Coulomb’s Law. Physics 12. Electroscope. Draw a diagram showing the forces that exist on the leaves of the electroscope when it is placed close to the Van de Graff generator. Consider the following pendulum The mass initially shares charge with an identical sphere
Download Policy: Content on the Website is provided to you AS IS for your information and personal use and may not be sold / licensed / shared on other websites without getting consent from its author.While downloading, if for some reason you are not able to download a presentation, the publisher may have deleted the file from their server.
Physics 12
Consider the following pendulum
The mass initially shares charge with an identical sphere
The two spheres then have identical charge and (in this case) the second sphere is moved toward the pendulum bob from the left, causing the pendulum to deflect
Coulomb’s Pendulum+

+
+
Physics 12
Physics 12
The test charge that is used must be small compared to the charge creating the field
If not, the test charge’s field will change the field that is being investigated
The electric field should be the same regardless of the test charge used
Test ChargeWhat are the relative magnitudes of the charges in the diagram?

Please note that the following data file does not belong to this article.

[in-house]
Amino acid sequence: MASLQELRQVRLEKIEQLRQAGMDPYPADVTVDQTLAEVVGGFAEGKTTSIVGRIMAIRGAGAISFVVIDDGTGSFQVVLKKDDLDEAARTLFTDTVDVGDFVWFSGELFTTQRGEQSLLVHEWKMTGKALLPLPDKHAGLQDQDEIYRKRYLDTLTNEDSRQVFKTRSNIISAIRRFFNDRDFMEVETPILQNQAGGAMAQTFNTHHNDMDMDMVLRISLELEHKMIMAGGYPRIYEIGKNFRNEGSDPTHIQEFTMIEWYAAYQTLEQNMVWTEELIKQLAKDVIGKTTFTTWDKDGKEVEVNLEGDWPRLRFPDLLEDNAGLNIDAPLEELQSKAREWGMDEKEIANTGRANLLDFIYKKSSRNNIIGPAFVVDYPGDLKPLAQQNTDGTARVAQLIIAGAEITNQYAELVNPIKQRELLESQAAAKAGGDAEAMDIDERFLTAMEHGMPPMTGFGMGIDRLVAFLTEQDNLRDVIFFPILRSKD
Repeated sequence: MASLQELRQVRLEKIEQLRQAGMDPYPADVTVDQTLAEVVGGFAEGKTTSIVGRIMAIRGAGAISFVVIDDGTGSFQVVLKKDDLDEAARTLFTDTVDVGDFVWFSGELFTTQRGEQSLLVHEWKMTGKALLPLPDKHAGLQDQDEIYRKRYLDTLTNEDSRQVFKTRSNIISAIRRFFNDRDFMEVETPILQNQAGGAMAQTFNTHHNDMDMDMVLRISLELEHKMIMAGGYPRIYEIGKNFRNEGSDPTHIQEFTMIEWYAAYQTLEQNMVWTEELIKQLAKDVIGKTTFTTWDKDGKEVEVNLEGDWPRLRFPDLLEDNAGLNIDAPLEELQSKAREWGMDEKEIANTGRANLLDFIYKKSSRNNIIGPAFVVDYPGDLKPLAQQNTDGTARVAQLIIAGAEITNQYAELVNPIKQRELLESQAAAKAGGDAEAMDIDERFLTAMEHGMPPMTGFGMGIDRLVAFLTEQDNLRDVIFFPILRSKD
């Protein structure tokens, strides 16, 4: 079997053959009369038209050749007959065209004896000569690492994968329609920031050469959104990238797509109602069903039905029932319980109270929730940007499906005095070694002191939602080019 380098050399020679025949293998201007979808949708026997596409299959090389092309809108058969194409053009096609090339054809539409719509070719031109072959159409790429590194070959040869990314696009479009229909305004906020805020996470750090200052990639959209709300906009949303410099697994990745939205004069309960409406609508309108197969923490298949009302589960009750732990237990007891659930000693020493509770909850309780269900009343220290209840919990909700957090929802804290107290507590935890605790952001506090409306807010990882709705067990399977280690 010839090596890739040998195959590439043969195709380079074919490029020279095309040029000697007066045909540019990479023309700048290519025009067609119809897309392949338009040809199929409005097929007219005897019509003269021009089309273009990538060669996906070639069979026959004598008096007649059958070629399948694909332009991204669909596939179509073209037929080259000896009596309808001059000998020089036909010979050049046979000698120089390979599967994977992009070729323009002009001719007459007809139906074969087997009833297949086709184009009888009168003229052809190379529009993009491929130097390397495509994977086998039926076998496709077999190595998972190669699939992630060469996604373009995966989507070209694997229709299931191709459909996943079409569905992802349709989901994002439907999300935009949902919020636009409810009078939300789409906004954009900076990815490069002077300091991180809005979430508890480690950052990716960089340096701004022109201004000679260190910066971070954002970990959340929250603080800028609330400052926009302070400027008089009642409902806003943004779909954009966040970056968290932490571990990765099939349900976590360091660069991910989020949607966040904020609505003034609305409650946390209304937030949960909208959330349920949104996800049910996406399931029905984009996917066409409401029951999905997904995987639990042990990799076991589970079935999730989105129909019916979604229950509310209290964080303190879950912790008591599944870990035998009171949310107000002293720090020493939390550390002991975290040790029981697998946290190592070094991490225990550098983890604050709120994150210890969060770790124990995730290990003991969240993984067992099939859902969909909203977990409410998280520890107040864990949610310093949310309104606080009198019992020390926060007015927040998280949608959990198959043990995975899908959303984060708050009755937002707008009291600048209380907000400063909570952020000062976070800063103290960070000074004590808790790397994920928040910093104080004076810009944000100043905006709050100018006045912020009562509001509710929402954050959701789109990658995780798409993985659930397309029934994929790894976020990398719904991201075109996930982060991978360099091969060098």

What is the polarity of each of the charges?
ProblemIt is also possible to consider what happens with multiple charges:
Multiple ChargesPhysics 12
These plots show the potential due to (a) positive and (b) negative charge.
What minimum work is required by an external force to bring a charge q = 3.00 μC from a great distance away (r = infinity) to a point 0.500 m from a charge Q = 20.0 μC ?
Analogy between gravitational and electrical potential energy:
Both rocks have the same
gravitational potential, but
the bigger rock has more Ep.
Both charges have the
same electric potential,
but the 2Q charge has
more Ep.
What is the change in potential energy of the electron in going from a to b?
What is the speed of the electron as a result of this acceleration?
Repeat both calculations for a proton.
As previously seen, it is possible to produce a uniform electric field
The intensity of the field is a function of the voltage and separation of the plates
Uniform Electric FieldEquipotential Lines electric field
Equipotential Lines electric field
The Electron Volt, a Unit of Energy electric field
A Joule is too large when dealing with electrons or atoms, so electron volts are used. One electron volt (eV) is the energy gained by an electron moving through a potential difference of one volt.